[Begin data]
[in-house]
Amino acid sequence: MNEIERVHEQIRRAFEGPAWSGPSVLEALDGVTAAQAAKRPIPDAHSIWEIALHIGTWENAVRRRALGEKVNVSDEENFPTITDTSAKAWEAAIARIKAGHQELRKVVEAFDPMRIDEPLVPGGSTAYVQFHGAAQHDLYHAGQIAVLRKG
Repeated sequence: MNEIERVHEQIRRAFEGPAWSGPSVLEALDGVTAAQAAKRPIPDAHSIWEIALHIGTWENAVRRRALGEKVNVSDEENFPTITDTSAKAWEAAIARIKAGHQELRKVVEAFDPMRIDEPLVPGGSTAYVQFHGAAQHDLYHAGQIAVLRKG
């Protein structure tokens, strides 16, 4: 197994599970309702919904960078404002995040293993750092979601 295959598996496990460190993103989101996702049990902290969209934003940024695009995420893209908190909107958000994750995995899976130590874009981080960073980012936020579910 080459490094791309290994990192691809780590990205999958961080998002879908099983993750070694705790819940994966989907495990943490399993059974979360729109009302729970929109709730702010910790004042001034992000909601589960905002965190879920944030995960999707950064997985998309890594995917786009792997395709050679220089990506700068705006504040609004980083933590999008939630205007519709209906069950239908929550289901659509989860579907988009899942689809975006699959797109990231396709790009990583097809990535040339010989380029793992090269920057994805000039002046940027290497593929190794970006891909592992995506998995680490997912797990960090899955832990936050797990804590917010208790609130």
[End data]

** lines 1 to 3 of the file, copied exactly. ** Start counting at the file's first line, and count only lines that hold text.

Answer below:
[in-house]
Amino acid sequence: MNEIERVHEQIRRAFEGPAWSGPSVLEALDGVTAAQAAKRPIPDAHSIWEIALHIGTWENAVRRRALGEKVNVSDEENFPTITDTSAKAWEAAIARIKAGHQELRKVVEAFDPMRIDEPLVPGGSTAYVQFHGAAQHDLYHAGQIAVLRKG
Repeated sequence: MNEIERVHEQIRRAFEGPAWSGPSVLEALDGVTAAQAAKRPIPDAHSIWEIALHIGTWENAVRRRALGEKVNVSDEENFPTITDTSAKAWEAAIARIKAGHQELRKVVEAFDPMRIDEPLVPGGSTAYVQFHGAAQHDLYHAGQIAVLRKG